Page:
Tag Archives: pulse energy

Quitting My Job

Engineering Area

So to celebrate my 34th birthday, I quit my job. After 8 years it was finally time to move on. I survived 2 rounds of layoffs and 2 acquisitions at Pulse Energy / EnerNOC / Yardi and am currently the longest serving employee in the Vancouver office. But I only have 2 weeks left of work.

In April, I get to take everything I’ve learnt at Pulse (storing time-series data, modelling energy, setting up monitoring tools, deploying to AWS, plus so much more) and do it all again at a new startup called Clir Renewables. The company is very young and doesn’t have a public website yet, but they’re building software to optimize wind farms. I’m looking forward to the challenge.

I will miss my co-workers at Yardi. The Vancouver office is full of talented and interesting people. But the organization as a whole does the excite me. There isn’t a push for innovation and I had stopped learning new things. My job was largely maintaining the services I had built over the past 8 years and cleaning up junk utility data. It was easy work and the pay was ok, but it didn’t motivate me to go to work everyday.

Clir Renewables is going to be a big change. As an early stage startup, they’re trying to make good infrastructure decisions and build a solid platform but are also trying to crank out features to get early sales. I’ve only seen some of the code but they definitely accrued tech debt already. I’m looking forward to getting in there and helping clean things up.

I was only casualy looking for a new job when the Clir opportunity appeared, but I was really surprised by how hot the Vancouver software job market it right now. It seems like everyone is hiring and the big names (Amazon, SAP, Salesforce, Visier) are having bidding wars to attract talent. The salaries being offered are way higher than I expected and even the startup companies are coming close to matching them. I think the low Canadian dollar is finally factoring into local salaries and US based companies are willing to pay more. It’s a good time to be a software developer.

(And I leave you with some music from Shred Kelly. Emily took me to see them on my birthday. They put on a good show.)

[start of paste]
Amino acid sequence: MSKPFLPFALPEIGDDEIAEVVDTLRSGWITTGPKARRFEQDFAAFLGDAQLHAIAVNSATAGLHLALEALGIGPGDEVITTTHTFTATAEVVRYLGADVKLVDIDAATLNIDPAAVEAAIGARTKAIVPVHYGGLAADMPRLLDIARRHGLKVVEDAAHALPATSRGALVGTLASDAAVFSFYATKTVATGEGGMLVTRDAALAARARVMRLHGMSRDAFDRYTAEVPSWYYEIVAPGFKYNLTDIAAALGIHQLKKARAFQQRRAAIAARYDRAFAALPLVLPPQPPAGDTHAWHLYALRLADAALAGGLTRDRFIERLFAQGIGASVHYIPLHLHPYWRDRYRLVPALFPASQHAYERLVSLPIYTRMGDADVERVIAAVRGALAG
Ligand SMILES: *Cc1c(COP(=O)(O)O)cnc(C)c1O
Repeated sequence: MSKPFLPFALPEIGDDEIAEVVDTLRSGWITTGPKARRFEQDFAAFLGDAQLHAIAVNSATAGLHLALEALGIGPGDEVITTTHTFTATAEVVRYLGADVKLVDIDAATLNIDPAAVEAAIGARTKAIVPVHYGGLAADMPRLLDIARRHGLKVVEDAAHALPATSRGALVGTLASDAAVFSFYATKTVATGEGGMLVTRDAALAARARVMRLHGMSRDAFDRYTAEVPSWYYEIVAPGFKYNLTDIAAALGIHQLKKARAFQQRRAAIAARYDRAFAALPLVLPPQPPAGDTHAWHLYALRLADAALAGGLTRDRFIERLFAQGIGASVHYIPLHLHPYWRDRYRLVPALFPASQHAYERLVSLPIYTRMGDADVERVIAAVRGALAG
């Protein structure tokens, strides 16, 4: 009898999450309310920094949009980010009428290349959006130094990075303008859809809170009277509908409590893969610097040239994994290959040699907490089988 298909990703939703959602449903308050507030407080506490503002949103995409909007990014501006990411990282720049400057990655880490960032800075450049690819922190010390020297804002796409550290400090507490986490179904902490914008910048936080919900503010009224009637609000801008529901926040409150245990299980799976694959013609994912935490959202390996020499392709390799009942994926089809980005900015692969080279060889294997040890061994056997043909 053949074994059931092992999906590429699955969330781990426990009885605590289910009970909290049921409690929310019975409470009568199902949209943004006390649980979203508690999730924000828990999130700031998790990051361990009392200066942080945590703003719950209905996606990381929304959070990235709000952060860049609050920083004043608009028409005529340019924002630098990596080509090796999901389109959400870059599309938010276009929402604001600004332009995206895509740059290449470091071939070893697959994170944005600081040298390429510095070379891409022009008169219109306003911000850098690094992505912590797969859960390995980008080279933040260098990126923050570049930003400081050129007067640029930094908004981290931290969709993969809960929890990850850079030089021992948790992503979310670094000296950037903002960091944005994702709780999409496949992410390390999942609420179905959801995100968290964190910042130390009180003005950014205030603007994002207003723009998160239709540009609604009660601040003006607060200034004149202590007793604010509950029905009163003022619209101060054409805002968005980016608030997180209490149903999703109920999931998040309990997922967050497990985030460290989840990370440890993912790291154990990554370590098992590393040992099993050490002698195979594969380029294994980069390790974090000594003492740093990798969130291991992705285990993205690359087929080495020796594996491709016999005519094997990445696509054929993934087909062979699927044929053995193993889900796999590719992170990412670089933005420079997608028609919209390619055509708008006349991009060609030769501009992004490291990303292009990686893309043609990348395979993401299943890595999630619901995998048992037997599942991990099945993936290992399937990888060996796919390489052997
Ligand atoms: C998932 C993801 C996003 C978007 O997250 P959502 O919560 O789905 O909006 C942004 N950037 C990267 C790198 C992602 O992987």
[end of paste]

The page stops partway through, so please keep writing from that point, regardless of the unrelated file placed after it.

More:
Developing Trex – Pulse Energy’s new Hubot

trex hubot
Every month or so at work we run a Big Idea Day where developers can work on fun projects of their choosing. For our last Big Idea Day, I paired up with one of our co-ops and integrated Hubot into our chat room. A lot of the chatter at work happens online in a chat room, it’s handy for keeping noise down in an open work environment and for keeping our remote employees engaged.

Hubot is an open-source chat bot developed by GitHub. It has some productive uses, but it’s mostly used for the inane – like pug bombing, quoting the Ferengi rules of acquisition, and littering the chat room with animated gifs. We named our Hubot Trex and in a few short weeks he’s become a fixture in our development chat room.

There’s lots to like about Hubot. It’s a free, open-source project. When I ran into a bug, it was easy to fix it myself and contribute the patch back to the community. Hubot also supports pluggable scripts. There are hundreds available online to choose from (everything from Breaking Bad quotes to hangman) or you can write your own.

I wrote a plugin to keep track of leaderboards. We play a lot of boardgames at work during lunch (King of Tokyo and Dominion usually) and Trex is now responsible for tracking the winners of every game.
hubot-leaderboards

On the productive side, the goal is to use Hubot to centralize some of the operational tasks we do – like deploying new versions of our software, spinning up new machines, and diagnosing problems. If tasks are done via Hubot, there’s a persistent log in the chat room that everyone can read and it’s interleaved with comments from the developers about why things are being done. It’s especially handy for our remote employees.

p.s. Pulse Energy is hiring. If you apply, mention this blog post for bonus points.

Inspiring Work

Donovan Woollard from Local GardenIn the past 3 days I’ve had a tour of Local Garden from Donovan Woollard, heard a talk by Ken Lyotier founder of United We Can, and hung out with our Fresh Roots CSA gardeners at a soup swap. All of them are inspiring entrepreneurs who are doing great work in Vancouver.

The tour of Local Garden was really interesting. They’ve built a fancy, mechanized, vertical garden system to pump out fresh greens. Their focus is on reducing the carbon footprint of traditional salad mixes, which are often shipped from California. Their Vancouver greenhouse sits on the top floor of an unused parkade in downtown Vancouver (next door to Pulse Energy), uses 1/10 of the water of traditional farming, and they ship their greens to restaurants and grocery stores by bike. How cool is that?